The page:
You see, there's a term for the type of character mentioned above. It's called a "Mary Sue," or if the character is male, a "Marty Stu," "Gary Stu," "Harry Stu," or some other variation of the name. "Mary Sue" stories are so abundant that they make up their own category of fanfiction, and unless the author is intentionally writing such a story for humor's sake, they're usually unbearable to read. The reason for this is that a Mary Sue is not just a self-insertion (which is perfectly acceptable if done carefully), but an idealized self-insertion -- a version of the author that is extremely attractive, popular, multi-talented, always right, and completely lacking in flaws. In other words, not a real character. Did I also mention that she's typically the protagonist, and that you're supposed to follow her throughout the story and be totally invested in her? Yeah, try getting through fifty chapters of that.
Now I know what you're thinking: "So what if people write characters like that? It's just fanfiction." That's where my concerns started to pop up, because even though the term "Mary Sue" originated from fanfiction, it's not exclusive to that. I won't name names (a few are probably springing to mind anyway), but there are several highly detested Mary Sues in professionally written works of literature. All of the other characters adore them, they save the day every time, they don't develop or learn much over the course of the story, and they hardly have to work to get what they want. Not only does that make for a poorly-written character, but it can ruin your entire story.
So how do you determine if a major character in your book is a Mary Sue? As I discovered the other day, that's not so easy to do. The problem is that while we know what a Mary Sue generally is, there's no cookie cutter definition out there. Worse, there are many different types of Mary Sues that each have their own list of common tropes. It's okay for your character to follow some of those tropes, but you don't want him or her to follow too many. Some of the better Sue definitions and trend lists that I've found are on Urbandictionary.com, if you want to look through those. If not, here are a few traits to watch for:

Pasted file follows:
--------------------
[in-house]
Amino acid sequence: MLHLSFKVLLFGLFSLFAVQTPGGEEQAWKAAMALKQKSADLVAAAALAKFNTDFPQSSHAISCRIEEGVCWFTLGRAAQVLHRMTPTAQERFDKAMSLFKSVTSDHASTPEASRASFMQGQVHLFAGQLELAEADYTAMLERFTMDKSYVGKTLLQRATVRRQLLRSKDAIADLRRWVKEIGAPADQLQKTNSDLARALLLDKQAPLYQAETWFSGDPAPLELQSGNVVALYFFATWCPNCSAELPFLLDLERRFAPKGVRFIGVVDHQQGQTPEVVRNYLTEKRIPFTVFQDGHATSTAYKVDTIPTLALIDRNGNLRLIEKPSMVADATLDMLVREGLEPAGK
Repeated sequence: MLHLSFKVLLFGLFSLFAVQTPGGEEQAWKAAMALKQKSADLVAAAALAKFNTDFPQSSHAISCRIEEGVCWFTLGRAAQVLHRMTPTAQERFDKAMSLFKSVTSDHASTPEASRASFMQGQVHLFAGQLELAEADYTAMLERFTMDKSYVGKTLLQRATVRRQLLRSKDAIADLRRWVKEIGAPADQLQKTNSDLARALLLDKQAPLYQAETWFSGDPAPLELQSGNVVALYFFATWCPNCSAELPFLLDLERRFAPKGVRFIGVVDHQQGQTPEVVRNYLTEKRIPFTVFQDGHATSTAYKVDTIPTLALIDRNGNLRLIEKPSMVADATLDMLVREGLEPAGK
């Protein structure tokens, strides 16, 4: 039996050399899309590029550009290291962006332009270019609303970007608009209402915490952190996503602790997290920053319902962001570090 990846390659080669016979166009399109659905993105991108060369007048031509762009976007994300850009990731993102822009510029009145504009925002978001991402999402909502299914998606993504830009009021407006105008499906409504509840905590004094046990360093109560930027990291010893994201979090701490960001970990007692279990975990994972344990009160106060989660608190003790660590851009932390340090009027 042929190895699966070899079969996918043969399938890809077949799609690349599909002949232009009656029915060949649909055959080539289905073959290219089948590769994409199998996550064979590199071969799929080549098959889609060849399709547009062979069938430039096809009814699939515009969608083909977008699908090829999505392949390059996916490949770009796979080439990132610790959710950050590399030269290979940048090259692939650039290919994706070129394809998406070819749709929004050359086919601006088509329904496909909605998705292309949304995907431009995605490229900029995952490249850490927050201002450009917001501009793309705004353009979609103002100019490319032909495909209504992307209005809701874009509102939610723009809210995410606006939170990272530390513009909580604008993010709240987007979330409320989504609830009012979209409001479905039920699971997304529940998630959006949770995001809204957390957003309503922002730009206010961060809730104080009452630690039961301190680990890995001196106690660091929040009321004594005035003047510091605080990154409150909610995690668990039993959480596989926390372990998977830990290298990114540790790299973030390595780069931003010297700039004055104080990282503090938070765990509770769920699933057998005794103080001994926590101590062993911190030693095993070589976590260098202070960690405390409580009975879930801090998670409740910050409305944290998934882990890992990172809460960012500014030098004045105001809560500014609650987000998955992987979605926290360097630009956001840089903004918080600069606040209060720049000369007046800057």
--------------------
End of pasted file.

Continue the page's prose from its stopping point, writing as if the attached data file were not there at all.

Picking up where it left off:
- Having a very strange natural hair and/or eye color for no reason (for instance, a normal human having naturally orange eyes and pink hair just because the author likes those colors)
- Having a name that's uncommon for the character's culture, for no reason (a white Canadian who's named Yuriko just because the author likes that name)
- Having multiple nicknames for no reason
- Wearing clothes that are unusual for the setting or time period, for no reason (a modern-day African American who wears a kimono just because the author likes kimonos)
- Being described in far greater detail than any other character
- Being instinctively loved by all animals and/or children
- Succeeding at virtually everything they try, even though they've never tried it before
- Being able to learn new skills unusually quickly
- Being immune (for no reason) to weaknesses common to the character's species (a human who's immortal or can breathe under water "just because")
- Being able to dispatch entire armies of enemies single-handed
- Always saving other characters who should be able to defend themselves
- Being able to win every argument and convince every opponent to change their viewpoint
- Being romantically pursued by virtually every other character
- Being romantically interested in virtually every other character
- Being envied by virtually every other character
- Having a profession or being in an organization that they are way to young to be involved in ("She was accepted into the Air Force at age 13 because she's THAT good at flying planes!")
- Being immediately forgiven for every mistake they make, no matter how serious
- Routinely being let off easy and/or rewarded for breaking the rules
The key to all of those traits, as I gathered while compiling the list, is that they are so just because the author wants them to be so. There is no sufficient explanation given for them in the story, and they don't have any bearing on the plot or the character's development. While my characters that I was concerned about do exhibit a couple of the above traits, I feel that their backstories, their roles in their respective stories, and the events in their subplots justify them.
For instance, a character in my sci-fi/fantasy series is unusually fast at developing mental skills, such as learning new languages and solving puzzles, because their entire storyline revolves around them having that ability. Inversely, they're not very good at developing physical skills, whereas a Mary Sue would excel in both areas and the story would never address why or how.
So what makes a Mary Sue? This may sound obvious, but I think the answer is plainly and simply the author -- rather, the author's ability to write. If you put the thought and effort into creating a three-dimensional cast of characters with compelling backgrounds who develop naturally throughout your story, you should be alright. If you name every other character after yourself and have them beat up everyone you don't like with no repercussions, you might want to consider a revision.
And for the record, I've definitely never put any smut in any of my fanfics.